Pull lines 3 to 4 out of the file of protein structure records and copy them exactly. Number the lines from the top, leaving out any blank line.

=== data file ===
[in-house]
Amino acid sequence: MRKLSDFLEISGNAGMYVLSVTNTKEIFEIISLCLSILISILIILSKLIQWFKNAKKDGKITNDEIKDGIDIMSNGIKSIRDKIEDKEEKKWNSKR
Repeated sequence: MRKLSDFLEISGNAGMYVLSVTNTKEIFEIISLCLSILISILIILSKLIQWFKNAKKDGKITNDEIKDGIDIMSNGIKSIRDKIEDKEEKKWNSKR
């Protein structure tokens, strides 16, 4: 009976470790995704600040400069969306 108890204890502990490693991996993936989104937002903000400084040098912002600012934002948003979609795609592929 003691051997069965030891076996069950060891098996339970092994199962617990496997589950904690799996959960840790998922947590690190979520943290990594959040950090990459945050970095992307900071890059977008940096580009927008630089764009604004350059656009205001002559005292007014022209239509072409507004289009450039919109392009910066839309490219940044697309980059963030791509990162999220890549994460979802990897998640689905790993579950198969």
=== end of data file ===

Repeated sequence: MRKLSDFLEISGNAGMYVLSVTNTKEIFEIISLCLSILISILIILSKLIQWFKNAKKDGKITNDEIKDGIDIMSNGIKSIRDKIEDKEEKKWNSKR
């Protein structure tokens, strides 16, 4: 009976470790995704600040400069969306 108890204890502990490693991996993936989104937002903000400084040098912002600012934002948003979609795609592929 003691051997069965030891076996069950060891098996339970092994199962617990496997589950904690799996959960840790998922947590690190979520943290990594959040950090990459945050970095992307900071890059977008940096580009927008630089764009604004350059656009205001002559005292007014022209239509072409507004289009450039919109392009910066839309490219940044697309980059963030791509990162999220890549994460979802990897998640689905790993579950198969």